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Agogo bans lavish funerals, widowhood rites



Nana Kwame Akuoko Sarpong is the Omanhene of the Agogo Traditional Area

Activities such as widowhood rites, the use of beer, and other drinks to serve mourners, special cloths, and t-shirts in relation to funerals have been banned in the Agogo Traditional area.

Also, week-long observances of the death of a person that have recently become conventions have been reduced to a 4-hour ceremony; that is from 6:00am to 10:00am, Graphic online has reported.

All these, according to the Agogo Traditional Council, are part of reforms to ensure that lavish funerals are curbed in the area.

The Omanhene of the Agogo Traditional Area, Nana Kwame Akuoko Sarpong, who chaired the meeting that concluded on these decisions, evaluated a month’s piloting of the reforms before arriving at the conclusion, the report added.

They concluded too that the reforms had already led to a drastic reduction in the cost of funerals.

Nana Boakye Yiadom, who is the Akyeamehene (Chief Linguist of the Omanhene), added that the Council, in its wisdom, had also agreed that such expensive funerals should no longer be entertained in the entire country, particularly because of the economic downturns the country is faced with.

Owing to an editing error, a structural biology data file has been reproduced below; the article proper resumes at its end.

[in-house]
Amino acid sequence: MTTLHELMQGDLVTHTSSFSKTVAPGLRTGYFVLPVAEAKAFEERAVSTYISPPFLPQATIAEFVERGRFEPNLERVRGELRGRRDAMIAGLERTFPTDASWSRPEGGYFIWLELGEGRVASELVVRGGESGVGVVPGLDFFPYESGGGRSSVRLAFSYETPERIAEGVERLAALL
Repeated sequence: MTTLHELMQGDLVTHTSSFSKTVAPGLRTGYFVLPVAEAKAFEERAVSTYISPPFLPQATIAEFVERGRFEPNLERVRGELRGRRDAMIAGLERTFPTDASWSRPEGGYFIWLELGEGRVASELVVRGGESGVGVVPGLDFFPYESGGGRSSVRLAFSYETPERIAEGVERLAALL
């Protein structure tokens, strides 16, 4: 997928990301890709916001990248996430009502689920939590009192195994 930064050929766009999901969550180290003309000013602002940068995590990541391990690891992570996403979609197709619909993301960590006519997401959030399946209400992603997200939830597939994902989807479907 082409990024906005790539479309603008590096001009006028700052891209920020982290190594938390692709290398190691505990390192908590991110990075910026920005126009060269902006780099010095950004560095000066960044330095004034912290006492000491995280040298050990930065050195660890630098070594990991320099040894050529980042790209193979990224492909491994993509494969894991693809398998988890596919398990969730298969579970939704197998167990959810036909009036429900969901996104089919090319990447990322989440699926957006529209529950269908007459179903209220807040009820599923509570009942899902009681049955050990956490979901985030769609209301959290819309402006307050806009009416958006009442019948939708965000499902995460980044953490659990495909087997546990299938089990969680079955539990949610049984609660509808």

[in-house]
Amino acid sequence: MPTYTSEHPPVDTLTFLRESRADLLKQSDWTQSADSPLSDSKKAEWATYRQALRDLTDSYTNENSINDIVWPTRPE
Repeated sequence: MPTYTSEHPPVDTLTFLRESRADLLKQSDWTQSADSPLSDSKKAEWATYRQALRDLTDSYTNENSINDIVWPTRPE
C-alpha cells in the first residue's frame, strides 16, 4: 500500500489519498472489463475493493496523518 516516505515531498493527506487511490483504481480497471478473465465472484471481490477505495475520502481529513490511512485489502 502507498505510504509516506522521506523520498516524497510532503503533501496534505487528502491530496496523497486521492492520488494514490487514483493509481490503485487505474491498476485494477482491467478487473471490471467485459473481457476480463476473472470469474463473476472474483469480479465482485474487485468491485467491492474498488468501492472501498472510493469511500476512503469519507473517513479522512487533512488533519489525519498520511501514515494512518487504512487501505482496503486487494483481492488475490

He however stated that the reason there was a month-long piloting of these decisions was because the Council did not want to make the measures an imposition on its people.

“It is unacceptable that many people defy their poverty to stage lavish funerals, and Nananom will no longer tolerate that,” he said of the age-old practice of widowhood rites.

Also, he explained that in the place of drinks that are served to mourners at funerals, water should become the new arrangement, so as to save families the burdens on spending so much on them.

“We are doing this because we want bereaved families to cut unnecessary spending on drinks,” he said.

Nana Boakye Yiadom added that so far, there is a general feeling of acceptance of the new measures but he said that anyone who flouts any of the new measures would be brought before the traditional council to answer for their acts.




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